THE Scandinavian nations constitute together a branch that in early times became detached from the great folk-tree which we usually call the Gothic-Germanic (or Teutonic) race. This branch embraces the inhabitants of Denmark, Norway, Sweden, and Iceland. The latter belongs, though merely in a political sense, to Denmark. In the following review of the intellectual life of these nations, as it has, in the course of time, found expression in literature, we propose to consider the inhabitants of the four countries named collectively, although they at the present
time, not only in politics, but also in many other respects, possess strongly marked national individualities, and differ one from the other in many things. We feel justified in so doing for the reason that they, in spite of differences, and in spite of all the feuds and conflicts that have divided them in the past, still in reality constitute a unity, which, quite unlike the other European peoples, even those which are most nearly related to one another, has acquired to the close observer a common physiognomy.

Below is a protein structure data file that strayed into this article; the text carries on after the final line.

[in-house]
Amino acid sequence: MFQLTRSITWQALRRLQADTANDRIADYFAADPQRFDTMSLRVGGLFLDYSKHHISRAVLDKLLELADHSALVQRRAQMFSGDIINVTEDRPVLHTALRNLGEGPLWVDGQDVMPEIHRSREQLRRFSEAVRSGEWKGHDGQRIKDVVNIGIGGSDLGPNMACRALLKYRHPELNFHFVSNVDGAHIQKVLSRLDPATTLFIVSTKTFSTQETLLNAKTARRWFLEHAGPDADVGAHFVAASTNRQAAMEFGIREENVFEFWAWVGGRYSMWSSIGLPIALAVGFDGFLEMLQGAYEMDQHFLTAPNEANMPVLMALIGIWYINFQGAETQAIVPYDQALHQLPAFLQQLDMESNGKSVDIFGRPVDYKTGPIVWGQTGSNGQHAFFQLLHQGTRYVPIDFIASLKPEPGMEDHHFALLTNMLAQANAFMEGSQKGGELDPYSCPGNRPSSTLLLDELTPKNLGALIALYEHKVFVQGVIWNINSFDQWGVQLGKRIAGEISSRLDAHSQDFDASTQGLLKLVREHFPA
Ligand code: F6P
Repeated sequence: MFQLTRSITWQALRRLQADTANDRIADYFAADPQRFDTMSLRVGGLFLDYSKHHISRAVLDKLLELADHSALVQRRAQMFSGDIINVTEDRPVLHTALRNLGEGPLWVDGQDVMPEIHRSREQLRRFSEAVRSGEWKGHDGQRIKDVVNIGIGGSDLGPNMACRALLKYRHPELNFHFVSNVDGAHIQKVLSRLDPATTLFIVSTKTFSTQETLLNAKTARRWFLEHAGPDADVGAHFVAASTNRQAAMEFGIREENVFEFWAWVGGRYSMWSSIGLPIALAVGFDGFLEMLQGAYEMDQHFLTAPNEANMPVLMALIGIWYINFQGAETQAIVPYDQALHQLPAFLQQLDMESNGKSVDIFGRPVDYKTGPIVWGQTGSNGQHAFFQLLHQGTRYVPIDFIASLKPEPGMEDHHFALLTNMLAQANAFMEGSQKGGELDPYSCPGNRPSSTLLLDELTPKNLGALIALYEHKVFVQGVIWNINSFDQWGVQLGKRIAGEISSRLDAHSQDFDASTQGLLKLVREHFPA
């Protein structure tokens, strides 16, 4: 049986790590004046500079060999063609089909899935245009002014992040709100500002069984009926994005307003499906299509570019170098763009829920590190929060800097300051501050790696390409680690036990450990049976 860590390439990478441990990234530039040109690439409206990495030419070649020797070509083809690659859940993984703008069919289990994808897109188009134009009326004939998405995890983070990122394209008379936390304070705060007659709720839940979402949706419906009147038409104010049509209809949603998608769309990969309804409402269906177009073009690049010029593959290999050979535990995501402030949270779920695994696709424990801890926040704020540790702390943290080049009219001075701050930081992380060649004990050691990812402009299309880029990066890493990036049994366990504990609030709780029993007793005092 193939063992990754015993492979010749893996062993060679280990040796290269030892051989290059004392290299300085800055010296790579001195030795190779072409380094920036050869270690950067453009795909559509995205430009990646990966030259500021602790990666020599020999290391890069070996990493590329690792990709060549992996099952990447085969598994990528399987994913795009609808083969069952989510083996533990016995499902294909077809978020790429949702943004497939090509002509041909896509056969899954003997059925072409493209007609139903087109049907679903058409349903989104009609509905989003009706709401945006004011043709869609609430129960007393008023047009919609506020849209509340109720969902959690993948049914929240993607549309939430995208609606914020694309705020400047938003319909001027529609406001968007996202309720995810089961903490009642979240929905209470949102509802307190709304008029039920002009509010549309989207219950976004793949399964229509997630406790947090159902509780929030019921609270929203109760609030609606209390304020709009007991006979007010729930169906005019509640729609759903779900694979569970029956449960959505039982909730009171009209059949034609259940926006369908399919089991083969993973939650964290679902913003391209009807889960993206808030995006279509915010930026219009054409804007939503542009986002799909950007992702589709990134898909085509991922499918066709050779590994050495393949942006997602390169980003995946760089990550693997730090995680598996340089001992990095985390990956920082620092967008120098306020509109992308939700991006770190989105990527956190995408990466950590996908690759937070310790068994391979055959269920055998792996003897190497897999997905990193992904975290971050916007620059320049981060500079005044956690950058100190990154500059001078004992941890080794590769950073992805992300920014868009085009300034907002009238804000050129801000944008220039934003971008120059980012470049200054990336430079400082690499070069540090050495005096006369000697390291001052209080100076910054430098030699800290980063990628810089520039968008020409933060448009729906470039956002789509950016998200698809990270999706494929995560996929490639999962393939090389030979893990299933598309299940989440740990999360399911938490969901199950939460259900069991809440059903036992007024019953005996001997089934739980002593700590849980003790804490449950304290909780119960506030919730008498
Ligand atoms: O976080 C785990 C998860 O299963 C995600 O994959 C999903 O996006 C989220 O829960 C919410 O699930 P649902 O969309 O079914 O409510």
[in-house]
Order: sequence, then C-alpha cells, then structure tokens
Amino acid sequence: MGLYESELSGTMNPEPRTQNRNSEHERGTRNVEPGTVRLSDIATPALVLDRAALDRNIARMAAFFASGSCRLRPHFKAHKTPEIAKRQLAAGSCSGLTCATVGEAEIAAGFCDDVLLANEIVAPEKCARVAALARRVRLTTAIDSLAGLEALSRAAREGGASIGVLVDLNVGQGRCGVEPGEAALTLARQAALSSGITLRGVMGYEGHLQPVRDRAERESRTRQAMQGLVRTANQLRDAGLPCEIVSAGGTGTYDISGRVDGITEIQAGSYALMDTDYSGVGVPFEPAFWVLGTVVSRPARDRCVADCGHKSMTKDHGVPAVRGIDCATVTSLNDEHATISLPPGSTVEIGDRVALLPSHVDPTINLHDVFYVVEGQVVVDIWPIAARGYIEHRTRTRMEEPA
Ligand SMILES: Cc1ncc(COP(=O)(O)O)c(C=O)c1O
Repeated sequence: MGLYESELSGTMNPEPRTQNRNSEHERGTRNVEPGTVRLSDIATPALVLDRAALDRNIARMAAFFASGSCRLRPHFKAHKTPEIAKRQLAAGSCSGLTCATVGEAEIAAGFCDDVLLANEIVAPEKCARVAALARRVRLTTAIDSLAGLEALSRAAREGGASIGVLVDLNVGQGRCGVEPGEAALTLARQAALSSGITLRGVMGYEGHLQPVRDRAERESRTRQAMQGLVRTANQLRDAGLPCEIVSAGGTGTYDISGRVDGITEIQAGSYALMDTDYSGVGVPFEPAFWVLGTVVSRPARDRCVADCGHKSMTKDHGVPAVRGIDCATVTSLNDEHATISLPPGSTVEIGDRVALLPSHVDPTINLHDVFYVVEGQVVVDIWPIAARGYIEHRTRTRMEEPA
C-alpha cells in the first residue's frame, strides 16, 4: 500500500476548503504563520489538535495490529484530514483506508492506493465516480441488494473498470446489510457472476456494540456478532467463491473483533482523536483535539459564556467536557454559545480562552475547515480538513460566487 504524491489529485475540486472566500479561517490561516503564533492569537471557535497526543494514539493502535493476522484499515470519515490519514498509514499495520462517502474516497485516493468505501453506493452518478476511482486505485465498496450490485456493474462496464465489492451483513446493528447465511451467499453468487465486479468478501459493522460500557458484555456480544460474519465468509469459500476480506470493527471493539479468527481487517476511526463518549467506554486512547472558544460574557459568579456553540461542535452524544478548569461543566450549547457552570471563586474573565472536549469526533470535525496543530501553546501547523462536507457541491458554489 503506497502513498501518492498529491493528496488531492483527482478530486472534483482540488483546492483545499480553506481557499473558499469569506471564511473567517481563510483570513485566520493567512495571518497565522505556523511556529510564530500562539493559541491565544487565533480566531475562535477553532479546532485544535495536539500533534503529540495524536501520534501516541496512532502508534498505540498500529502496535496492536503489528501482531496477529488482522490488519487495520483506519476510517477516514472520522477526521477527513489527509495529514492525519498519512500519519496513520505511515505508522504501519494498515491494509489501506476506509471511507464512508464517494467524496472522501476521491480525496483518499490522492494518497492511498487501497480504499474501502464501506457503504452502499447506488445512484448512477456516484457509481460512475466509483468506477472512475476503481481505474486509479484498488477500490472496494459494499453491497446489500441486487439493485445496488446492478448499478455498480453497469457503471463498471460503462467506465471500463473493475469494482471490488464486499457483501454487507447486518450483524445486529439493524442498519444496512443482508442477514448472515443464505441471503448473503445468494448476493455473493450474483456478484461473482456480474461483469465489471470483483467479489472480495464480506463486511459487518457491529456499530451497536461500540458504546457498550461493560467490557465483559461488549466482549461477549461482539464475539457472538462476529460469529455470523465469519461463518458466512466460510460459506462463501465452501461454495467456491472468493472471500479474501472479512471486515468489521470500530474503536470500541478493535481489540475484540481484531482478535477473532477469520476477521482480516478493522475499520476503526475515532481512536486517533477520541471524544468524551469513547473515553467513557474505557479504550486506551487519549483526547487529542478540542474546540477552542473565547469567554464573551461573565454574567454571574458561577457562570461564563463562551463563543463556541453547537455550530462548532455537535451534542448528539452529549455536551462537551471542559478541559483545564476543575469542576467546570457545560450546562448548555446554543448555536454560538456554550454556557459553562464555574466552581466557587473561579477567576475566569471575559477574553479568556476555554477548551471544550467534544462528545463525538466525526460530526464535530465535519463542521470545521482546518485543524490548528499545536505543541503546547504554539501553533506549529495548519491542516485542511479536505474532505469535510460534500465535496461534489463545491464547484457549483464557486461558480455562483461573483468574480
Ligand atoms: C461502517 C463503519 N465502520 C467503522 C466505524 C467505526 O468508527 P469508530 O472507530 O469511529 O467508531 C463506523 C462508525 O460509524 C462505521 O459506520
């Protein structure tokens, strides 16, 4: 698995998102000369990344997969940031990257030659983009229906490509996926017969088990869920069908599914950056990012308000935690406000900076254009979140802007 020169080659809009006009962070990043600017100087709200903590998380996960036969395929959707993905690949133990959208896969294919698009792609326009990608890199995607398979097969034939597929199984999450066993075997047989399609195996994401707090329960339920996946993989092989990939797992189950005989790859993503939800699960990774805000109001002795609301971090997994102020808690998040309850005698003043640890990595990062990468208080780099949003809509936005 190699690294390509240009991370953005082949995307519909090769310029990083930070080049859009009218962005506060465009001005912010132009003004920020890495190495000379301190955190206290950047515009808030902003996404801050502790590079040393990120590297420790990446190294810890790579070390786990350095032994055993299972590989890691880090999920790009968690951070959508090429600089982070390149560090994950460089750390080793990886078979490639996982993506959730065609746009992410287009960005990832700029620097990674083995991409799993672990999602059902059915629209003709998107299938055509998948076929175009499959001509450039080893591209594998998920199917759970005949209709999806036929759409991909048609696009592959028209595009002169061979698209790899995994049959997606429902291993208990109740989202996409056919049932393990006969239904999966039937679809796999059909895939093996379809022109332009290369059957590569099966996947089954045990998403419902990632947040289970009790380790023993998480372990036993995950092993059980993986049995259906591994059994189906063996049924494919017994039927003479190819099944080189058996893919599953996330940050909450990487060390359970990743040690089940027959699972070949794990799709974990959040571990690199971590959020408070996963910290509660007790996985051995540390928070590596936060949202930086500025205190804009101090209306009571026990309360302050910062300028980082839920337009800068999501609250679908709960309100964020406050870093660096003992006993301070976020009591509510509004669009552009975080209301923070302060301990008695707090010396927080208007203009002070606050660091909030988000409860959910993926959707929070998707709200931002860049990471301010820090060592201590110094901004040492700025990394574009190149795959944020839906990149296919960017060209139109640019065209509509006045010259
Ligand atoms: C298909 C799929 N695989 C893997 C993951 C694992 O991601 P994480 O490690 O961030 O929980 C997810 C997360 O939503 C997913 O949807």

They are sister-nations, which, with the changes that time has wrought, have in some respects been developed each in her own peculiar manner. They have frequently met as foes, but in spite of this, they have preserved the mark of kinship, that became their common inheritance when they separated from the great race whence they sprang, to shift for themselves. In all essential respects they have given the world an intellectual product differing from all others, both in character and form, though of course continually influenced by the other streams of European culture. The fact that the northern peoples, from an intellectual standpoint, formed a national unity, that they were imbued and influenced by one and the same national spirit, was never for a moment lost sight of by the ancient inhabitants of the North; later it was somewhat obscured, though it was never utterly forgotten; and in our time the Scandinavian peoples have again become thoroughly conscious of their intimate kinship. ” The age of sundering is past,” said one of Sweden’s greatest poets half a century ago, and in spite of the political separation, the sentiment that ” we are one people, Scandinavians we are called,” as a Danish poet has sung, has during the past fifty years been growing continually stronger.